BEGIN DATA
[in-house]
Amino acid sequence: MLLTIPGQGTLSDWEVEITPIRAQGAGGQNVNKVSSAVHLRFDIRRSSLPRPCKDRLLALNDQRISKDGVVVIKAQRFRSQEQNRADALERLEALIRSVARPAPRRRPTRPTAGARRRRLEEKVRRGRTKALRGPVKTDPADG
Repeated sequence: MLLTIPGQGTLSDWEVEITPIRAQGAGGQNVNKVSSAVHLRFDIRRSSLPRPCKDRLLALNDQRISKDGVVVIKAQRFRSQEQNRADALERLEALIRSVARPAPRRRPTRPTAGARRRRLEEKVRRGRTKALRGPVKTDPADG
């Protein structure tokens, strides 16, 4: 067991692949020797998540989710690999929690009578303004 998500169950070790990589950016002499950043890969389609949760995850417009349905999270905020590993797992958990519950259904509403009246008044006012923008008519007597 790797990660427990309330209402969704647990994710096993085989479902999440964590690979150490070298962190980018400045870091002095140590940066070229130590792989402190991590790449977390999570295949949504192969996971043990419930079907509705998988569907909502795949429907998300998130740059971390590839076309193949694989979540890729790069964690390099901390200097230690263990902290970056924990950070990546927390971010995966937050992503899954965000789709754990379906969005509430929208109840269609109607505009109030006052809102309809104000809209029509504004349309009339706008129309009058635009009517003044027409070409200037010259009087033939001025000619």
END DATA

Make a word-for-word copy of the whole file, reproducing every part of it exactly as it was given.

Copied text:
[in-house]
Amino acid sequence: MLLTIPGQGTLSDWEVEITPIRAQGAGGQNVNKVSSAVHLRFDIRRSSLPRPCKDRLLALNDQRISKDGVVVIKAQRFRSQEQNRADALERLEALIRSVARPAPRRRPTRPTAGARRRRLEEKVRRGRTKALRGPVKTDPADG
Repeated sequence: MLLTIPGQGTLSDWEVEITPIRAQGAGGQNVNKVSSAVHLRFDIRRSSLPRPCKDRLLALNDQRISKDGVVVIKAQRFRSQEQNRADALERLEALIRSVARPAPRRRPTRPTAGARRRRLEEKVRRGRTKALRGPVKTDPADG
């Protein structure tokens, strides 16, 4: 067991692949020797998540989710690999929690009578303004 998500169950070790990589950016002499950043890969389609949760995850417009349905999270905020590993797992958990519950259904509403009246008044006012923008008519007597 790797990660427990309330209402969704647990994710096993085989479902999440964590690979150490070298962190980018400045870091002095140590940066070229130590792989402190991590790449977390999570295949949504192969996971043990419930079907509705998988569907909502795949429907998300998130740059971390590839076309193949694989979540890729790069964690390099901390200097230690263990902290970056924990950070990546927390971010995966937050992503899954965000789709754990379906969005509430929208109840269609109607505009109030006052809102309809104000809209029509504004349309009339706008129309009058635009009517003044027409070409200037010259009087033939001025000619």